I was hanging out with another father a few years ago, and we quickly fell to talking about the ups and downs of married life. “My rule,” he explained, “is to start my day off every morning by apologizing to my wife. I don’t know what for yet, but I figure I should just get it out of the way.”
We had a good laugh. We had a certain amount in common. We were both the kind of guy who didn’t like to argue, who could be depended on to drive kids to practices or dentist appointments, who tried to see the lighter side of any situation. And I certainly had apologized plenty since marrying. Sometimes I meant it, but more often I just wanted the conflict to end, and if that meant me apologizing, so be it.
Once I was done chuckling, however, I thought of the essays I’d been writing lately. Sometimes the stories I’d tell portrayed me at my lowest moments – me at my angriest, saddest, or pettiest. Here was Bill the Ugly, spreading his ugliness to anyone in earshot. You wouldn’t like him if you met him, but good stories trail in his miserable wake. He’s not actually a bad guy, of course. He just misunderstood something, and the more he misunderstood, the more he has to learn, and the more has to learn, the better the story.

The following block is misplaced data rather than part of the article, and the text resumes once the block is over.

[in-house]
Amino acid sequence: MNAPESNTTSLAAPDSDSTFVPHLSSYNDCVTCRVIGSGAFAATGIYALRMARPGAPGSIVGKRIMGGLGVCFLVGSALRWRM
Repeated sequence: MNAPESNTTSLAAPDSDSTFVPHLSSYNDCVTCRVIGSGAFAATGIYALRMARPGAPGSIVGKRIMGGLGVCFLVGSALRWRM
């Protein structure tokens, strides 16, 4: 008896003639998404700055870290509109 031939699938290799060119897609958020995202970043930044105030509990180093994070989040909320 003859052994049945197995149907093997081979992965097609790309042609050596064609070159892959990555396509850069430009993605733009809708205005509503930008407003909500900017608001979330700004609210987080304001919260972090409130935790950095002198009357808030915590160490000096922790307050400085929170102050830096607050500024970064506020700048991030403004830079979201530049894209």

The key to telling stories about him is to never apologize on the page for his behavior. I, the author, can’t worry what anyone thinks about him. I can’t reassure the reader that I know that what he’s doing is unkind or shallow. My only job is to portray him accurately, to show why he did what he did, specifically the underlying belief from which his behavior grew. If I can get that, everything he does makes sense, no matter how ugly. He’s innocent. By the story’s end, he’s learned what he needed to learn, and he’s ugly no more.
Since I’ve been writing these stories, I apologize a little less to the people I love. Conflicts are always a product of some misunderstanding, and it’s rare I’m the only one who misunderstood. After all, everyone’s innocent, but everyone also believes something that isn’t true. Better we spend our time learning the truth than asking forgiveness, since once that truth is learned there’s rarely anything left to forgive.
If you like the ideas and perspectives expressed here, feel free to contact me about individual coaching and group workshops.
Fearless Writing: How to Create Boldly and Write With Confidence.
You can find William at: williamkenower.com